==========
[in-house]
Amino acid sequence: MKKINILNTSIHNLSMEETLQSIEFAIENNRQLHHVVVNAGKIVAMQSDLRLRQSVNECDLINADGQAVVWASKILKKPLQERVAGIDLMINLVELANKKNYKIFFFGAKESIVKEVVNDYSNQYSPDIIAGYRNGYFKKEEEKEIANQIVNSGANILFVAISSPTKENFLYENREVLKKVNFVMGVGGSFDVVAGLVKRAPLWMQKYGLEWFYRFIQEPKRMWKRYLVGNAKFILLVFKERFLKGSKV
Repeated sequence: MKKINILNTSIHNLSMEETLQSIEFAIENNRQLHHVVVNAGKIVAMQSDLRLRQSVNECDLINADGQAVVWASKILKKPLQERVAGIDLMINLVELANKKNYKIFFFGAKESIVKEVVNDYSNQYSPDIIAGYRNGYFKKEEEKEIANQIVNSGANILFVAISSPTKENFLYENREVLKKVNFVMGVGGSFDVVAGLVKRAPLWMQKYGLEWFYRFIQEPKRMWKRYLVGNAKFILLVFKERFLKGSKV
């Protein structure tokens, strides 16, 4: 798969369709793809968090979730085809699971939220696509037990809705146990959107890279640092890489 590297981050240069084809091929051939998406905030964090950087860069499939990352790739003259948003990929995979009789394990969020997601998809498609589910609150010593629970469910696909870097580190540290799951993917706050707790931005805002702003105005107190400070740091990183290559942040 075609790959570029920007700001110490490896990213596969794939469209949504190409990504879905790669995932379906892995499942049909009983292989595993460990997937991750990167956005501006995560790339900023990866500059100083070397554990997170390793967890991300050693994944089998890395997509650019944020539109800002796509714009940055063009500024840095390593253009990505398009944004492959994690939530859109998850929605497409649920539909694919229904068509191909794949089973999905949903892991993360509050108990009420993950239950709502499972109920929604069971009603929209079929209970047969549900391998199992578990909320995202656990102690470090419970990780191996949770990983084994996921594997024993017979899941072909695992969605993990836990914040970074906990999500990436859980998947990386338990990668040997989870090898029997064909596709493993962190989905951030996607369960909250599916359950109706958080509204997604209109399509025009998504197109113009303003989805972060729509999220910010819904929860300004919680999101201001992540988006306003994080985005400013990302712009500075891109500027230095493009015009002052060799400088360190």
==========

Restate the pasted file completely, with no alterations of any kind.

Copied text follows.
[in-house]
Amino acid sequence: MKKINILNTSIHNLSMEETLQSIEFAIENNRQLHHVVVNAGKIVAMQSDLRLRQSVNECDLINADGQAVVWASKILKKPLQERVAGIDLMINLVELANKKNYKIFFFGAKESIVKEVVNDYSNQYSPDIIAGYRNGYFKKEEEKEIANQIVNSGANILFVAISSPTKENFLYENREVLKKVNFVMGVGGSFDVVAGLVKRAPLWMQKYGLEWFYRFIQEPKRMWKRYLVGNAKFILLVFKERFLKGSKV
Repeated sequence: MKKINILNTSIHNLSMEETLQSIEFAIENNRQLHHVVVNAGKIVAMQSDLRLRQSVNECDLINADGQAVVWASKILKKPLQERVAGIDLMINLVELANKKNYKIFFFGAKESIVKEVVNDYSNQYSPDIIAGYRNGYFKKEEEKEIANQIVNSGANILFVAISSPTKENFLYENREVLKKVNFVMGVGGSFDVVAGLVKRAPLWMQKYGLEWFYRFIQEPKRMWKRYLVGNAKFILLVFKERFLKGSKV
């Protein structure tokens, strides 16, 4: 798969369709793809968090979730085809699971939220696509037990809705146990959107890279640092890489 590297981050240069084809091929051939998406905030964090950087860069499939990352790739003259948003990929995979009789394990969020997601998809498609589910609150010593629970469910696909870097580190540290799951993917706050707790931005805002702003105005107190400070740091990183290559942040 075609790959570029920007700001110490490896990213596969794939469209949504190409990504879905790669995932379906892995499942049909009983292989595993460990997937991750990167956005501006995560790339900023990866500059100083070397554990997170390793967890991300050693994944089998890395997509650019944020539109800002796509714009940055063009500024840095390593253009990505398009944004492959994690939530859109998850929605497409649920539909694919229904068509191909794949089973999905949903892991993360509050108990009420993950239950709502499972109920929604069971009603929209079929209970047969549900391998199992578990909320995202656990102690470090419970990780191996949770990983084994996921594997024993017979899941072909695992969605993990836990914040970074906990999500990436859980998947990386338990990668040997989870090898029997064909596709493993962190989905951030996607369960909250599916359950109706958080509204997604209109399509025009998504197109113009303003989805972060729509999220910010819904929860300004919680999101201001992540988006306003994080985005400013990302712009500075891109500027230095493009015009002052060799400088360190």